Billedet er fra 2015: Johan Rojek står foran DTU’s hovedindgang. Det har hans smartphone allerede registreret.  Foto: Iben Julie Schmidt

International use of unique mobile data from DTU

Mathematical modelling Data analysis Software and programming Telecommunication

Several international covid-19-related articles, published recently in e.g. Nature magazines, are based on data from a DTU project that ended in 2016.

When smartphones began to become everyone's gadget ten years ago, Professor Sune Lehmann got an idea: He wanted to use mobile data in a social networking experiment where people's movements and networks were mapped. Together with his group at DTU and a number of partners at the University of Copenhagen, he designed the project ‘SensibleDTU’.

So when the academic year 2013-14 began, 1000 first-year students were equipped with a free smartphone in exchange for DTU having to use the mobile data in an anonymised way in accordance with all specially regulated regulations, permits and privacy using a specially developed software.


For three years, the researchers collected a huge data set on mobility, which was increased daily by 50-100 GB. At the time, the idea of a pandemic was of more academic than practical interest. But when the world suddenly lacked knowledge for infection detection, infection-stopping apps based on Bluetooth technology, and shutdowns and reopens, the dataset became interesting because no one had done anything similar. In recent weeks, several pandemic articles have been published with the DTU dataset, including in two Nature journals, with Sune Lehmann as co-author.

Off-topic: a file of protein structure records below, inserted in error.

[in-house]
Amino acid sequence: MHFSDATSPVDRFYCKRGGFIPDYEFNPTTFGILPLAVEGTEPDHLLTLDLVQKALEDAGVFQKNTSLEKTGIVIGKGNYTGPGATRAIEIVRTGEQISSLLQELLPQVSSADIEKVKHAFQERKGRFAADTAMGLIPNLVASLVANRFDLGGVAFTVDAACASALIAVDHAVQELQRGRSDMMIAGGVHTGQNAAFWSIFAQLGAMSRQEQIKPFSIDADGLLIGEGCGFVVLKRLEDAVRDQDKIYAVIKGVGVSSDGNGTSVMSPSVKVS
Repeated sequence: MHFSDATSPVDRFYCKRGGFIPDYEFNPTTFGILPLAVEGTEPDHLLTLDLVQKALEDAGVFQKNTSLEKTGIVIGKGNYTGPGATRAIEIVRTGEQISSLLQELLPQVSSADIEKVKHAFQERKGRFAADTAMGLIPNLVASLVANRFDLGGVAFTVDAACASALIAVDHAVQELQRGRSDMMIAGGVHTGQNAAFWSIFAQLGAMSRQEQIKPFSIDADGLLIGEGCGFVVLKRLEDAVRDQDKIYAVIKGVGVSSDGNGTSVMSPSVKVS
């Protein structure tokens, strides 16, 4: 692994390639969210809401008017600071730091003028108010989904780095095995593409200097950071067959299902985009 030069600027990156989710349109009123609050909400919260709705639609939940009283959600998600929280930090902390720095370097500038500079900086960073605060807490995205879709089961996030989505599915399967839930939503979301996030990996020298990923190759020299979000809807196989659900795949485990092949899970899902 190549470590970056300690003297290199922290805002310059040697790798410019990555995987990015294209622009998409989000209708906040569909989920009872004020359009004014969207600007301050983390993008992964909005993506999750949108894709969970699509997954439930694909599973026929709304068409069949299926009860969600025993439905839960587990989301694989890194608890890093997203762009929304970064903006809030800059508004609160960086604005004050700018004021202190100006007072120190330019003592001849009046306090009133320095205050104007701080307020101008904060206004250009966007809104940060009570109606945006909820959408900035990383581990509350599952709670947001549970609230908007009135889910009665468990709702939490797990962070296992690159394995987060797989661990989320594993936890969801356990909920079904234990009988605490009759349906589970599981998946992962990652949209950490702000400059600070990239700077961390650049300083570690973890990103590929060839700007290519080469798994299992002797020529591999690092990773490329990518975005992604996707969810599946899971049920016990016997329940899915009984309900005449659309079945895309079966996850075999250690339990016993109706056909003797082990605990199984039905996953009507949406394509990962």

“I am really proud that a DTU experiment designed in 2012 still proves to play a huge role in science with now two nice publications in which DTU participates. Without having planned it, we suddenly have a data set of measurements that are, first of all, groundbreaking worldwide in relation to the size of the population, but which also turn out to be incredibly useful, because we estimated from Bluetooth how close people were to each other, and where they met in the real world,” says Professor Sune Lehmann.


The professor at DTU Compute is often contacted by foreign researchers and authorities who want to use the data set. He himself participated in the advisory board when Denmark had to develop its own SmitteStop app.


The importance of social networks for Covid-19

The newly published articles are in the magazines Nature Physics and Nature Communications.


"I am really proud that a DTU experiment designed in 2012 still proves to play a huge role in science with now two nice publications in which DTU participates."
Sune Lehmann, Professor at DTU Compute

The first study led by researchers at Indiana University in the United States shows how to use so-called backward tracing to effectively detect and prevent infection. The DTU data show that some people have a lot of friends (works as a kind of friendship hub), while others do not have as many. Here, the researchers use the data to show that it is also important to find Covid-19 sources of infection with a lot of friends quickly, while they are still contagious in order to stop the infection that way, just like with the newly infected network. In Denmark, both methods are used - backward tracing and forward tracking - to stop the infection, but the article emphasizes the effectiveness of backward tracking.